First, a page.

Identification of larval Pacific lampreys (Lampetra tridentata) , river lampreys (L. ayresi) , and western brook lampreys (L. richardsoni) and thermal requirements of early life history stages of lampreys. Annual report 2000

Bayer, J.M.; Meeuwig, M.H.; Seelye, J.G.

BPA Report DOE BP uary; 00000013-1: Unpaginated


Accession: 022798725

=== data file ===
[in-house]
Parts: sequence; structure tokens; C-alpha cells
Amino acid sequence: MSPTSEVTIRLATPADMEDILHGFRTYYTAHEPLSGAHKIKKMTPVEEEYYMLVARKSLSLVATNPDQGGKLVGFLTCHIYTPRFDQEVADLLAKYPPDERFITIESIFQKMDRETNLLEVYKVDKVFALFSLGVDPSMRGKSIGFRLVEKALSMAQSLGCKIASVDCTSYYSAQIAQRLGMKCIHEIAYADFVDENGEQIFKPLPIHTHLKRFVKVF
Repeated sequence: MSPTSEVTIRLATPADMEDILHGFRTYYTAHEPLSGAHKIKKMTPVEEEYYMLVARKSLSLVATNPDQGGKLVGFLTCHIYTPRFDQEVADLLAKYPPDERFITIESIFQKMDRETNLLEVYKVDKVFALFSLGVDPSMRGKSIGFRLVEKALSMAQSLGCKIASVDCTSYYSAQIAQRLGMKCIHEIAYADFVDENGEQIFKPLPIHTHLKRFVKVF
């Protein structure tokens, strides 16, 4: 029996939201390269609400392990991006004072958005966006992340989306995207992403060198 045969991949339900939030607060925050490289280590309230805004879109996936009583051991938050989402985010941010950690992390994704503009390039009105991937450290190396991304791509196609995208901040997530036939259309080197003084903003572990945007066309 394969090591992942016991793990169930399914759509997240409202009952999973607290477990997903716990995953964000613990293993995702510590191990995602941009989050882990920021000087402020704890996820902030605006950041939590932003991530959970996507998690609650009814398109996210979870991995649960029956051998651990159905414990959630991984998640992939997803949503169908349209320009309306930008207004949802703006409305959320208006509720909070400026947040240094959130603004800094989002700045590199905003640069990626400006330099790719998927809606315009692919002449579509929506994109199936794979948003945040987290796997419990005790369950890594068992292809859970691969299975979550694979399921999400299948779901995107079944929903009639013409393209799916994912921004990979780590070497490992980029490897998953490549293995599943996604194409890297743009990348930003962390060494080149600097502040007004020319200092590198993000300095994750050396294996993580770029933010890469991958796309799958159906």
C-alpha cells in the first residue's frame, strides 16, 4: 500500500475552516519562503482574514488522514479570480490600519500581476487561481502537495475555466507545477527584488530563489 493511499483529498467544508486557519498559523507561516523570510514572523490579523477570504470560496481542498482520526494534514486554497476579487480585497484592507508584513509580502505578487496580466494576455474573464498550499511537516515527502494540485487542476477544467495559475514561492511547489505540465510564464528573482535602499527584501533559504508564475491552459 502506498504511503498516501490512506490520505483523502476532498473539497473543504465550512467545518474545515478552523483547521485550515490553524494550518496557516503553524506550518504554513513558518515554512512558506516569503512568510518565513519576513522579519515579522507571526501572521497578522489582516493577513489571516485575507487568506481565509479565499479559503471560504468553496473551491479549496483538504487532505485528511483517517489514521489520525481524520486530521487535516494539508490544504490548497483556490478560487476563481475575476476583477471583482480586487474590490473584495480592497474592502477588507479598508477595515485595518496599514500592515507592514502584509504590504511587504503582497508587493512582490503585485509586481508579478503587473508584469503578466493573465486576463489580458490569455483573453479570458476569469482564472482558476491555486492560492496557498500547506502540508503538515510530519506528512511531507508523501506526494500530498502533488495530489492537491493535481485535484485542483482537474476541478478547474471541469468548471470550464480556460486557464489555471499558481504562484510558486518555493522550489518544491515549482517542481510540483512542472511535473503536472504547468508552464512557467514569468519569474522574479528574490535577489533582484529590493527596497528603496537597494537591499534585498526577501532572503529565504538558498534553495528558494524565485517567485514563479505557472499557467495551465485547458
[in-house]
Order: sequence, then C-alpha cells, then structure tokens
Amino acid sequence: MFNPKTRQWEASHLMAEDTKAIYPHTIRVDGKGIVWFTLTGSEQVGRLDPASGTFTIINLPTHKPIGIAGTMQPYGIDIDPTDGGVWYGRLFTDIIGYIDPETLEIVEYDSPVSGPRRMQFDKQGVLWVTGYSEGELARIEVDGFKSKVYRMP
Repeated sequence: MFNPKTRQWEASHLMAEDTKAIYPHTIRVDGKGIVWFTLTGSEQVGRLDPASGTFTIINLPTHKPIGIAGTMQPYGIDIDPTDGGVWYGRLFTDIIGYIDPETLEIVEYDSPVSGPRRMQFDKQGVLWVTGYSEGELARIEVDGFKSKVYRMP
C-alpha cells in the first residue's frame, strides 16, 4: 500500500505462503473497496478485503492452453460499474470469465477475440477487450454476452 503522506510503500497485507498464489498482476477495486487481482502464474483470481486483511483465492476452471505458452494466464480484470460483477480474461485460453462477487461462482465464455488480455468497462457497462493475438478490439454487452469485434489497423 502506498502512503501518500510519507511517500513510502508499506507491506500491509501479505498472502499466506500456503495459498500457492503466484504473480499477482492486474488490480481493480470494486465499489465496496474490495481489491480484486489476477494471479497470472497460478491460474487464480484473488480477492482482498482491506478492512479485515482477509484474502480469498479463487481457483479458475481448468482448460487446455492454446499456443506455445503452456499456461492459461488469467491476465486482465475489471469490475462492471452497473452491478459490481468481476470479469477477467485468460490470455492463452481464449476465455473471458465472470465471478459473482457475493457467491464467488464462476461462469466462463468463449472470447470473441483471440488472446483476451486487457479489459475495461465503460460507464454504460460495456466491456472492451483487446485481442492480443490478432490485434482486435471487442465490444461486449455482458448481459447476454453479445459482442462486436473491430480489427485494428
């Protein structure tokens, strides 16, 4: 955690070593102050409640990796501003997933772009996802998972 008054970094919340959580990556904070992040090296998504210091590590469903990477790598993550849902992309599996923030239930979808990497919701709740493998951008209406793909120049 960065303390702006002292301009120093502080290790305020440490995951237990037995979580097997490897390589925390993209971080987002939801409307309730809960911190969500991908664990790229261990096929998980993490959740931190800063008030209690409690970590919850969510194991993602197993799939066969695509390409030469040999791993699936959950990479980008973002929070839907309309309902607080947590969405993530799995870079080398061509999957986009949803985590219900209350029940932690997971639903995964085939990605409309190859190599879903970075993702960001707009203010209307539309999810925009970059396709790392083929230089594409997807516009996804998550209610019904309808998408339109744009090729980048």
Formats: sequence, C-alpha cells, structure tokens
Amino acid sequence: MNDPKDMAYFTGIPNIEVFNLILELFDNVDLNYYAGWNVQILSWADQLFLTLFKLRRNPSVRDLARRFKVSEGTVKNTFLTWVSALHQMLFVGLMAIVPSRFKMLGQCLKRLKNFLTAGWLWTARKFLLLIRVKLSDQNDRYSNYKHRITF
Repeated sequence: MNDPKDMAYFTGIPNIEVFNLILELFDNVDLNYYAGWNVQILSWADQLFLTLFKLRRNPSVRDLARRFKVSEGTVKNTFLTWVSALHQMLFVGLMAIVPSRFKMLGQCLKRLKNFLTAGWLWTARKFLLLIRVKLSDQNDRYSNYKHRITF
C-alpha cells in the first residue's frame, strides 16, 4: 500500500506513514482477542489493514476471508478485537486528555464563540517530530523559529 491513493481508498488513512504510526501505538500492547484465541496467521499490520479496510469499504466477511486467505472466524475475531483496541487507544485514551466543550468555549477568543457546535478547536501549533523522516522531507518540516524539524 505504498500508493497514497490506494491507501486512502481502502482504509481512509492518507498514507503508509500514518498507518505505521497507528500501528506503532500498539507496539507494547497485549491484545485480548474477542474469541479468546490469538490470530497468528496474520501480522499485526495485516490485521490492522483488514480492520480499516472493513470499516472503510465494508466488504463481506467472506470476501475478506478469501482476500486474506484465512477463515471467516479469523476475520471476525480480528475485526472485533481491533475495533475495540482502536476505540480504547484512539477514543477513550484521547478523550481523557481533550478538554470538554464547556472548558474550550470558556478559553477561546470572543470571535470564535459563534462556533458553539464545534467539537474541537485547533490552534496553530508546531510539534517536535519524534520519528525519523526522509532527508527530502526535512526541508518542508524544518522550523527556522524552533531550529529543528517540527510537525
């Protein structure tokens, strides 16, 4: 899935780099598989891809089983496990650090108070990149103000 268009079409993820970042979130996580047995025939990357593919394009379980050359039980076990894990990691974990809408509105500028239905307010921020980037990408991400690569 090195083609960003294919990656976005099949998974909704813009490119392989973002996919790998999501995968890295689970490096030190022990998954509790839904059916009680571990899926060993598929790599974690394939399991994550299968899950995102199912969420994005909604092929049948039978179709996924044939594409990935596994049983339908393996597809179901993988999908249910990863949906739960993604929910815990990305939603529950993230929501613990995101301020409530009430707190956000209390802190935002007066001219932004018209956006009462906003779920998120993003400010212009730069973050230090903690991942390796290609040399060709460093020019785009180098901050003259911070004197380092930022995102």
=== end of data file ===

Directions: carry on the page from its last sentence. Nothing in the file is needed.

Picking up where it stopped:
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Pacific lampreys (Lampetra tridentata) in the Columbia River Basin (CRB) are believed to have declined to only a remnant of their population prior to human development, and actions are currently being considered for their recovery (Close et al. 1995). Identifying biological factors that may limit lamprey production in the CRB is critical for their recovery, and while some biological information for this and sympatric species is available from studies in Canada (Pletcher 1963, Beamish 1980, Richards 1980, Beamish and Levings 1991), little is known about the biology of lampreys in the CRB. In order to identify biological factors that may limit lamprey production in the CRB it is important to be able to document the distribution and relative abundance of lampreys in streams and rivers tributary to the Columbia River. This may be accomplished through surveys of ammocoetes (larval lamprey), which can be readily collected from rearing habitat. However, characteristics currently employed to differentiate ammocoetes of different species may not be diagnostic (USGS, unpublished data). Therefore, developing ammocoete identification techniques is critical to determine the distribution and abundance of lampreys. Along with the ability to distinguish lamprey species in the field, understandingfactors influencing survival during early life history stages is important. One such factor is temperature, which may determine ammocoete abundance (Potter and Beamish 1975, Young et al. 1990, Youson et al. 1993). Understanding how temperature affects survival of early life history stages will help identify critical habitat needs that influence lamprey distribution and abundance (Piavis1961, Holmes and Lin 1994).The purpose of our research is to provide information necessary for population assessment and determination of critical habitat needs. Currently we have completed the first year of a multi-year study intended to: 1) determine diagnostic characteristics of egg and larval stages of Pacific, western brook, and river lampreys, and 2) examine the effects of temperature on the timing of developmental events and on survival of early life history stages of Pacific, western brook, and river lampreys. Both adult and ammocoete Pacific and western brook lampreys were collected from the field and transported to the Columbia River Research Laboratory (CRRL). We were unable to locate any river lamprey specimens within the CRB. Half of the ammocoetes were identified and sacrificed to provide genetic samples. We are currently awaiting finalization of genetic analyses, the results of which will give us a preliminary indication of our ability to accurately identify ammocoetes based on current diagnostic characteristic. The remaining ammocoetes were individually marked, held in aquaria, and sampled at six-week intervals. At each sampling event metamorphosis stage was noted and ammocoetes were identified to species, measured for length and mass, andphotographed. The purpose of this sampling is to test the validity of current diagnostic techniques by holding ammocoetes until metamorphosis, at which time positive identification can be made. To date we have sampled these ammocoetes seven times, and our species identification of individuals has been relatively consistent over time. Adult lampreys were spawned and the resulting progeny were reared for two purposes. First, eggs were incubated at four temperatures (10, 14, 18, and 22° C) and eggs and prolarval lampreys were measured (length and mass), photographed, and preserved at intervals over a period of 25 days. The samples collected will provide us with information about the timing of different developmental stages and the effects of temperature on the timing of developmental stages. The samples collected will also be used to determine morphological differences between Pacific and western brook lampreys and to develop an identification key for lamprey species of the CRB. Second, we used the progeny of laboratory-spawned lampreys to examine the effects of temperature on survival of early life stage Pacific and western brook lampreys. Both species of lamprey examined showed a marked decrease in survival at 22° C when compared to other temperatures (10, 14, and 18° C). Rate of development increased at warmer temperatures. Thus, it is important to consider the effects of temperature in the context of developmental stage. This project will be continued in 2001, and we will expand our efforts to locate river lampreys, which were not collected in 2000. We will continue tracking ammocoetes for validating species identification techniques and we will collect more samples for the purpose of developing a key for identifying lamprey species of the CRB. We will also continue to examine the effects of temperature on survival of early life stage lampreys and examine techniques for comparing temperature effects based on developmental stage.